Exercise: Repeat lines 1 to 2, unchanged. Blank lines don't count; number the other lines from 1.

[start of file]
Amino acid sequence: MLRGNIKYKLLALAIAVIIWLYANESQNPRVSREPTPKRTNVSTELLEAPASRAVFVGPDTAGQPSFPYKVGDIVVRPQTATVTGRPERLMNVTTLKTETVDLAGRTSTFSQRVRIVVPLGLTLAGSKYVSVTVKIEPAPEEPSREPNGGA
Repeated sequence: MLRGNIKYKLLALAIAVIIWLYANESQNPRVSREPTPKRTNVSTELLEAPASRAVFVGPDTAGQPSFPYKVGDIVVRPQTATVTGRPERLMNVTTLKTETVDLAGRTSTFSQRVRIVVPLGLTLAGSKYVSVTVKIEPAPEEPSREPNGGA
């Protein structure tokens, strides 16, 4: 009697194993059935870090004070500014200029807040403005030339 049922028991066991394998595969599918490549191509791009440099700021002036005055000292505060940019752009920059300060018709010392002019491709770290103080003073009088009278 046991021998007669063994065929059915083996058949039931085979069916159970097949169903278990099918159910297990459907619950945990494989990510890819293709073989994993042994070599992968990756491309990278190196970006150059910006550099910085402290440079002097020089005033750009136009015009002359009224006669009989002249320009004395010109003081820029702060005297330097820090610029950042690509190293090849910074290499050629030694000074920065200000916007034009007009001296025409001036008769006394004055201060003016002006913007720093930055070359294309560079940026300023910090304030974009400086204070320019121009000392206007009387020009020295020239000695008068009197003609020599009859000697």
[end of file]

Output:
Amino acid sequence: MLRGNIKYKLLALAIAVIIWLYANESQNPRVSREPTPKRTNVSTELLEAPASRAVFVGPDTAGQPSFPYKVGDIVVRPQTATVTGRPERLMNVTTLKTETVDLAGRTSTFSQRVRIVVPLGLTLAGSKYVSVTVKIEPAPEEPSREPNGGA
Repeated sequence: MLRGNIKYKLLALAIAVIIWLYANESQNPRVSREPTPKRTNVSTELLEAPASRAVFVGPDTAGQPSFPYKVGDIVVRPQTATVTGRPERLMNVTTLKTETVDLAGRTSTFSQRVRIVVPLGLTLAGSKYVSVTVKIEPAPEEPSREPNGGA